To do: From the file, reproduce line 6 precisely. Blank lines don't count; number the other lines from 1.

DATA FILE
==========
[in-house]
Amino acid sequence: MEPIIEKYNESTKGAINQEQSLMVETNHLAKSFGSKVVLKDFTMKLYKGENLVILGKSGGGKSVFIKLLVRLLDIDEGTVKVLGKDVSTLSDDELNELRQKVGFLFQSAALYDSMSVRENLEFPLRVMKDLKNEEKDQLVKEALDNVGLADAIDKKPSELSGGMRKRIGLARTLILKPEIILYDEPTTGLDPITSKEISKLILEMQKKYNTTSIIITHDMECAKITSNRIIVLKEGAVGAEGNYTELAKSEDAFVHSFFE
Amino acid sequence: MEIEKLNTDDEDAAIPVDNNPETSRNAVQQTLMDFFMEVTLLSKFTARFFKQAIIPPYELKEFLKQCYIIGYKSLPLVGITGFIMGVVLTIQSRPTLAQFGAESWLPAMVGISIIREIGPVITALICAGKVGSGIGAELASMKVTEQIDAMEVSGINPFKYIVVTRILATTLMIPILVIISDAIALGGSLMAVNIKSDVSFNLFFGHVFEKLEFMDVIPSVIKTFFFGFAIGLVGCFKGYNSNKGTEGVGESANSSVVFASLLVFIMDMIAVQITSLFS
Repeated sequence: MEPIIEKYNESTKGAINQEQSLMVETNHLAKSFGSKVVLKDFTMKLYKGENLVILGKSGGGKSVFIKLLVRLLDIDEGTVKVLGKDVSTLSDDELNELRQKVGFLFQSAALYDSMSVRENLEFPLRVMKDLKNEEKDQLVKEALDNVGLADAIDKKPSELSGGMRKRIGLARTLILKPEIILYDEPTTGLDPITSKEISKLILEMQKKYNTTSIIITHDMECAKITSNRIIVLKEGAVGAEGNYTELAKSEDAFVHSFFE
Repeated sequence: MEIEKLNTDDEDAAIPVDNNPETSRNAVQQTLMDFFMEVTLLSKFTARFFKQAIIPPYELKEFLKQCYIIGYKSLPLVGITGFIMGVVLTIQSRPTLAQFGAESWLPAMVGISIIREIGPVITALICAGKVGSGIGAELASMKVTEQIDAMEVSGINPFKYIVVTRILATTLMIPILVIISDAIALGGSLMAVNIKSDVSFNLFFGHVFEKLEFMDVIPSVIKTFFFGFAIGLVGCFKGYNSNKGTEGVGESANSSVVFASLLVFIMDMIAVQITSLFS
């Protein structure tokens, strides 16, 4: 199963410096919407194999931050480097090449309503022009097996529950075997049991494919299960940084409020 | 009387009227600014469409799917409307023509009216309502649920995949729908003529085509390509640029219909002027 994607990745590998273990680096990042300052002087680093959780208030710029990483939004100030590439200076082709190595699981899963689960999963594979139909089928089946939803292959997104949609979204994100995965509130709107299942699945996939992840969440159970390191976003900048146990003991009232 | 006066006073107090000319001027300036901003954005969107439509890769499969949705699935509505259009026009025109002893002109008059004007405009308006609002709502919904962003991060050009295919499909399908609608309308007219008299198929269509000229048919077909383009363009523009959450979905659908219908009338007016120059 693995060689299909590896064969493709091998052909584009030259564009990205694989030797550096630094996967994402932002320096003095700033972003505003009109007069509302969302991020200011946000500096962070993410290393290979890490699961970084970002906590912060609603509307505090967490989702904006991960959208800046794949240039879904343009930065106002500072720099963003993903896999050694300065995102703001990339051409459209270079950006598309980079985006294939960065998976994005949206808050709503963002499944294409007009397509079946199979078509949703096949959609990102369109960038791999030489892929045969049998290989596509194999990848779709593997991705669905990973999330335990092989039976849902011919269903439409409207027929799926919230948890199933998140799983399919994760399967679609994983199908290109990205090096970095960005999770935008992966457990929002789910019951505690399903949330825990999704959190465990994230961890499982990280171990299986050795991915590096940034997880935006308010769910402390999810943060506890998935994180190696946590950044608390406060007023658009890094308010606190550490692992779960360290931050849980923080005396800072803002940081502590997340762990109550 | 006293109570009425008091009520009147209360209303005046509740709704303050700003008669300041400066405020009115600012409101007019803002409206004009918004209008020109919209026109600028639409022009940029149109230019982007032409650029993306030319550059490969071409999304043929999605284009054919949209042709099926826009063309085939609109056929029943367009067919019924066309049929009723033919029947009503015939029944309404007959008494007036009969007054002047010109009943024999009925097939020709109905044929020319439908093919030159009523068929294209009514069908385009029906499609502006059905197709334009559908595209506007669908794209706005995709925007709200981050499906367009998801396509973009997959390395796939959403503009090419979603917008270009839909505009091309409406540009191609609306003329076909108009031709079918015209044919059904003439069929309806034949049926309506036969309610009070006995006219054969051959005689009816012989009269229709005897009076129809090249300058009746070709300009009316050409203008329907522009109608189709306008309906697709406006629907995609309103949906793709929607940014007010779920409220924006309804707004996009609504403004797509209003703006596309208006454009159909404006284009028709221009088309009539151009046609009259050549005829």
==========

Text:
């Protein structure tokens, strides 16, 4: 199963410096919407194999931050480097090449309503022009097996529950075997049991494919299960940084409020 | 009387009227600014469409799917409307023509009216309502649920995949729908003529085509390509640029219909002027 994607990745590998273990680096990042300052002087680093959780208030710029990483939004100030590439200076082709190595699981899963689960999963594979139909089928089946939803292959997104949609979204994100995965509130709107299942699945996939992840969440159970390191976003900048146990003991009232 | 006066006073107090000319001027300036901003954005969107439509890769499969949705699935509505259009026009025109002893002109008059004007405009308006609002709502919904962003991060050009295919499909399908609608309308007219008299198929269509000229048919077909383009363009523009959450979905659908219908009338007016120059 693995060689299909590896064969493709091998052909584009030259564009990205694989030797550096630094996967994402932002320096003095700033972003505003009109007069509302969302991020200011946000500096962070993410290393290979890490699961970084970002906590912060609603509307505090967490989702904006991960959208800046794949240039879904343009930065106002500072720099963003993903896999050694300065995102703001990339051409459209270079950006598309980079985006294939960065998976994005949206808050709503963002499944294409007009397509079946199979078509949703096949959609990102369109960038791999030489892929045969049998290989596509194999990848779709593997991705669905990973999330335990092989039976849902011919269903439409409207027929799926919230948890199933998140799983399919994760399967679609994983199908290109990205090096970095960005999770935008992966457990929002789910019951505690399903949330825990999704959190465990994230961890499982990280171990299986050795991915590096940034997880935006308010769910402390999810943060506890998935994180190696946590950044608390406060007023658009890094308010606190550490692992779960360290931050849980923080005396800072803002940081502590997340762990109550 | 006293109570009425008091009520009147209360209303005046509740709704303050700003008669300041400066405020009115600012409101007019803002409206004009918004209008020109919209026109600028639409022009940029149109230019982007032409650029993306030319550059490969071409999304043929999605284009054919949209042709099926826009063309085939609109056929029943367009067919019924066309049929009723033919029947009503015939029944309404007959008494007036009969007054002047010109009943024999009925097939020709109905044929020319439908093919030159009523068929294209009514069908385009029906499609502006059905197709334009559908595209506007669908794209706005995709925007709200981050499906367009998801396509973009997959390395796939959403503009090419979603917008270009839909505009091309409406540009191609609306003329076909108009031709079918015209044919059904003439069929309806034949049926309506036969309610009070006995006219054969051959005689009816012989009269229709005897009076129809090249300058009746070709300009009316050409203008329907522009109608189709306008309906697709406006629907995609309103949906793709929607940014007010779920409220924006309804707004996009609504403004797509209003703006596309208006454009159909404006284009028709221009088309009539151009046609009259050549005829």